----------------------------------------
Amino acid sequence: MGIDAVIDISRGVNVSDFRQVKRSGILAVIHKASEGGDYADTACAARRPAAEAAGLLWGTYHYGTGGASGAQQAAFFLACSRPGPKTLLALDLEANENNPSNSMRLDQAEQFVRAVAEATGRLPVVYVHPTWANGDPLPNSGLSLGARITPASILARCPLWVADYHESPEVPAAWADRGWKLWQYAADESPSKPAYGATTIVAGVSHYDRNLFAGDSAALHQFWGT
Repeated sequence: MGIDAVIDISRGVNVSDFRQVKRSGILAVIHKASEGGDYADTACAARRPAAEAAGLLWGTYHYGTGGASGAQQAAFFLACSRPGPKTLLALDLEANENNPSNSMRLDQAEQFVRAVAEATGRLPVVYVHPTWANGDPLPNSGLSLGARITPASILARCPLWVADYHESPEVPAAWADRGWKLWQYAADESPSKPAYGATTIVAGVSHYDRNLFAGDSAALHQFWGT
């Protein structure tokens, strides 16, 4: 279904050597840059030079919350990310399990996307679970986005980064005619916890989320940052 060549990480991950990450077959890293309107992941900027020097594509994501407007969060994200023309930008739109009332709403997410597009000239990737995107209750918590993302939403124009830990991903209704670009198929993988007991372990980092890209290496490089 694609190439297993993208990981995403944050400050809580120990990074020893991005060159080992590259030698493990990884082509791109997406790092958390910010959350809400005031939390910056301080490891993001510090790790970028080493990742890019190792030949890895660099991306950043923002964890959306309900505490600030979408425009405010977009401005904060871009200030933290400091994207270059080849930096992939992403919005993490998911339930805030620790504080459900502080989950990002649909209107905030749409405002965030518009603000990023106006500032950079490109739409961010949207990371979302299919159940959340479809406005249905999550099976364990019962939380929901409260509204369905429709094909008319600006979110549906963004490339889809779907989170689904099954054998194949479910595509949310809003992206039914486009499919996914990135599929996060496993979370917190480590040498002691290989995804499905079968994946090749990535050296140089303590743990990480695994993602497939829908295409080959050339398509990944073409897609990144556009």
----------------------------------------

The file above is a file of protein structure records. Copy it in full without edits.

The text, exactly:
Amino acid sequence: MGIDAVIDISRGVNVSDFRQVKRSGILAVIHKASEGGDYADTACAARRPAAEAAGLLWGTYHYGTGGASGAQQAAFFLACSRPGPKTLLALDLEANENNPSNSMRLDQAEQFVRAVAEATGRLPVVYVHPTWANGDPLPNSGLSLGARITPASILARCPLWVADYHESPEVPAAWADRGWKLWQYAADESPSKPAYGATTIVAGVSHYDRNLFAGDSAALHQFWGT
Repeated sequence: MGIDAVIDISRGVNVSDFRQVKRSGILAVIHKASEGGDYADTACAARRPAAEAAGLLWGTYHYGTGGASGAQQAAFFLACSRPGPKTLLALDLEANENNPSNSMRLDQAEQFVRAVAEATGRLPVVYVHPTWANGDPLPNSGLSLGARITPASILARCPLWVADYHESPEVPAAWADRGWKLWQYAADESPSKPAYGATTIVAGVSHYDRNLFAGDSAALHQFWGT
């Protein structure tokens, strides 16, 4: 279904050597840059030079919350990310399990996307679970986005980064005619916890989320940052 060549990480991950990450077959890293309107992941900027020097594509994501407007969060994200023309930008739109009332709403997410597009000239990737995107209750918590993302939403124009830990991903209704670009198929993988007991372990980092890209290496490089 694609190439297993993208990981995403944050400050809580120990990074020893991005060159080992590259030698493990990884082509791109997406790092958390910010959350809400005031939390910056301080490891993001510090790790970028080493990742890019190792030949890895660099991306950043923002964890959306309900505490600030979408425009405010977009401005904060871009200030933290400091994207270059080849930096992939992403919005993490998911339930805030620790504080459900502080989950990002649909209107905030749409405002965030518009603000990023106006500032950079490109739409961010949207990371979302299919159940959340479809406005249905999550099976364990019962939380929901409260509204369905429709094909008319600006979110549906963004490339889809779907989170689904099954054998194949479910595509949310809003992206039914486009499919996914990135599929996060496993979370917190480590040498002691290989995804499905079968994946090749990535050296140089303590743990990480695994993602497939829908295409080959050339398509990944073409897609990144556009």